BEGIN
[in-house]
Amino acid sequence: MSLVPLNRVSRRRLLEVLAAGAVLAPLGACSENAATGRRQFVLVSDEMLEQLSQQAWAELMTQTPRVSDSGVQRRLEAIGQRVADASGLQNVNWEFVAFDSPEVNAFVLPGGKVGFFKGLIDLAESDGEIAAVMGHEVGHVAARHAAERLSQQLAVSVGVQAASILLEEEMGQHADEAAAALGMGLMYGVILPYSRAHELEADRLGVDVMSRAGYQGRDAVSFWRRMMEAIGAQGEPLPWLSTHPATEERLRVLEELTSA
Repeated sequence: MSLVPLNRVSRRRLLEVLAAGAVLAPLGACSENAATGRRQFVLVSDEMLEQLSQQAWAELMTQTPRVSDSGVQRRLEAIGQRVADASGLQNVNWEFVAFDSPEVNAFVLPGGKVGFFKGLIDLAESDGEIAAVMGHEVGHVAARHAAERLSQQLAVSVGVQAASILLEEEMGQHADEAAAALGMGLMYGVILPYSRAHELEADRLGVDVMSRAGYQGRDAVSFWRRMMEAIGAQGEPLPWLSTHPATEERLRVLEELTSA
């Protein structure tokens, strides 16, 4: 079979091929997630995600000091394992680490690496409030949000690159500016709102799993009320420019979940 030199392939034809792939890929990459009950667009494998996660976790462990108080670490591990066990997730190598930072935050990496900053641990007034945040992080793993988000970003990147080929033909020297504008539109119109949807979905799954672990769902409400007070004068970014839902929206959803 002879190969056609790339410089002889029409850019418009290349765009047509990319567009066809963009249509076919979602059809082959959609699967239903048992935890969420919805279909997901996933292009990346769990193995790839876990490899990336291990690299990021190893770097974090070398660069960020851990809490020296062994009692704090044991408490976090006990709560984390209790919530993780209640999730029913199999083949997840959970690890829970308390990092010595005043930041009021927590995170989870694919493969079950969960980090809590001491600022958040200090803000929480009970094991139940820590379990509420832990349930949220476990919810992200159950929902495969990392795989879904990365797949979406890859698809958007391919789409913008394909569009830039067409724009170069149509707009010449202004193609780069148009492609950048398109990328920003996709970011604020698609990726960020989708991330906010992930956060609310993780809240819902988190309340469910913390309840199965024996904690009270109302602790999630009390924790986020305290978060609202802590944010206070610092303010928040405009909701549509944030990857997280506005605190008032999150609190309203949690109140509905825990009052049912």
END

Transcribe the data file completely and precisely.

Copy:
[in-house]
Amino acid sequence: MSLVPLNRVSRRRLLEVLAAGAVLAPLGACSENAATGRRQFVLVSDEMLEQLSQQAWAELMTQTPRVSDSGVQRRLEAIGQRVADASGLQNVNWEFVAFDSPEVNAFVLPGGKVGFFKGLIDLAESDGEIAAVMGHEVGHVAARHAAERLSQQLAVSVGVQAASILLEEEMGQHADEAAAALGMGLMYGVILPYSRAHELEADRLGVDVMSRAGYQGRDAVSFWRRMMEAIGAQGEPLPWLSTHPATEERLRVLEELTSA
Repeated sequence: MSLVPLNRVSRRRLLEVLAAGAVLAPLGACSENAATGRRQFVLVSDEMLEQLSQQAWAELMTQTPRVSDSGVQRRLEAIGQRVADASGLQNVNWEFVAFDSPEVNAFVLPGGKVGFFKGLIDLAESDGEIAAVMGHEVGHVAARHAAERLSQQLAVSVGVQAASILLEEEMGQHADEAAAALGMGLMYGVILPYSRAHELEADRLGVDVMSRAGYQGRDAVSFWRRMMEAIGAQGEPLPWLSTHPATEERLRVLEELTSA
């Protein structure tokens, strides 16, 4: 079979091929997630995600000091394992680490690496409030949000690159500016709102799993009320420019979940 030199392939034809792939890929990459009950667009494998996660976790462990108080670490591990066990997730190598930072935050990496900053641990007034945040992080793993988000970003990147080929033909020297504008539109119109949807979905799954672990769902409400007070004068970014839902929206959803 002879190969056609790339410089002889029409850019418009290349765009047509990319567009066809963009249509076919979602059809082959959609699967239903048992935890969420919805279909997901996933292009990346769990193995790839876990490899990336291990690299990021190893770097974090070398660069960020851990809490020296062994009692704090044991408490976090006990709560984390209790919530993780209640999730029913199999083949997840959970690890829970308390990092010595005043930041009021927590995170989870694919493969079950969960980090809590001491600022958040200090803000929480009970094991139940820590379990509420832990349930949220476990919810992200159950929902495969990392795989879904990365797949979406890859698809958007391919789409913008394909569009830039067409724009170069149509707009010449202004193609780069148009492609950048398109990328920003996709970011604020698609990726960020989708991330906010992930956060609310993780809240819902988190309340469910913390309840199965024996904690009270109302602790999630009390924790986020305290978060609202802590944010206070610092303010928040405009909701549509944030990857997280506005605190008032999150609190309203949690109140509905825990009052049912």